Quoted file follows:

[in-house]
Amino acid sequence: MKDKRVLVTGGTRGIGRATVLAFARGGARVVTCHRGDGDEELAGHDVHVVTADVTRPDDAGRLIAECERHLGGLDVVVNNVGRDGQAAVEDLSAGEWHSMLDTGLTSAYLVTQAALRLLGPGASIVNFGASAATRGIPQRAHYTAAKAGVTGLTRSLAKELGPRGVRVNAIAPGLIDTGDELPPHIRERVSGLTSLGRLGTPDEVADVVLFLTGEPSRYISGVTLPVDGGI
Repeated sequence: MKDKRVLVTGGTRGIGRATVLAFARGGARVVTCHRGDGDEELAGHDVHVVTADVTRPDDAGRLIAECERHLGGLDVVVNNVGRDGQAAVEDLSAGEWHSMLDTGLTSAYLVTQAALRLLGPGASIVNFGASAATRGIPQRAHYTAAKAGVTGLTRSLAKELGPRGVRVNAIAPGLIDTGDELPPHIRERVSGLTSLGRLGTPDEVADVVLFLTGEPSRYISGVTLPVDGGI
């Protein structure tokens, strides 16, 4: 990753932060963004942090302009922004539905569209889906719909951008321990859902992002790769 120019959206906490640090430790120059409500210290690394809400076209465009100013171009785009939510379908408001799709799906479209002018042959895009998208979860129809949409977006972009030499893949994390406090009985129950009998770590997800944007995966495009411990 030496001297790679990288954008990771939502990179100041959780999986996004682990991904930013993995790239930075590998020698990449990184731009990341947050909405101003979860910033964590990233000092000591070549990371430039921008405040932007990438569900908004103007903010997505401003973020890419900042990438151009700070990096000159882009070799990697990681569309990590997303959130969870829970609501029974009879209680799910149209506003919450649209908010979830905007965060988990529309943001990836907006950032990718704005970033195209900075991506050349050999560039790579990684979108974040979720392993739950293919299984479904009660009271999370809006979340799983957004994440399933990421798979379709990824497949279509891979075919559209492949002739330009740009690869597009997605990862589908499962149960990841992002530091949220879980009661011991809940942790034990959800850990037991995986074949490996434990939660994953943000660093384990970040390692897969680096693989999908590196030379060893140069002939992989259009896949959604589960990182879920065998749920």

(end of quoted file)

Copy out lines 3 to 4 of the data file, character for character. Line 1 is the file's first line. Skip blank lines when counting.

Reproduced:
Repeated sequence: MKDKRVLVTGGTRGIGRATVLAFARGGARVVTCHRGDGDEELAGHDVHVVTADVTRPDDAGRLIAECERHLGGLDVVVNNVGRDGQAAVEDLSAGEWHSMLDTGLTSAYLVTQAALRLLGPGASIVNFGASAATRGIPQRAHYTAAKAGVTGLTRSLAKELGPRGVRVNAIAPGLIDTGDELPPHIRERVSGLTSLGRLGTPDEVADVVLFLTGEPSRYISGVTLPVDGGI
């Protein structure tokens, strides 16, 4: 990753932060963004942090302009922004539905569209889906719909951008321990859902992002790769 120019959206906490640090430790120059409500210290690394809400076209465009100013171009785009939510379908408001799709799906479209002018042959895009998208979860129809949409977006972009030499893949994390406090009985129950009998770590997800944007995966495009411990 030496001297790679990288954008990771939502990179100041959780999986996004682990991904930013993995790239930075590998020698990449990184731009990341947050909405101003979860910033964590990233000092000591070549990371430039921008405040932007990438569900908004103007903010997505401003973020890419900042990438151009700070990096000159882009070799990697990681569309990590997303959130969870829970609501029974009879209680799910149209506003919450649209908010979830905007965060988990529309943001990836907006950032990718704005970033195209900075991506050349050999560039790579990684979108974040979720392993739950293919299984479904009660009271999370809006979340799983957004994440399933990421798979379709990824497949279509891979075919559209492949002739330009740009690869597009997605990862589908499962149960990841992002530091949220879980009661011991809940942790034990959800850990037991995986074949490996434990939660994953943000660093384990970040390692897969680096693989999908590196030379060893140069002939992989259009896949959604589960990182879920065998749920």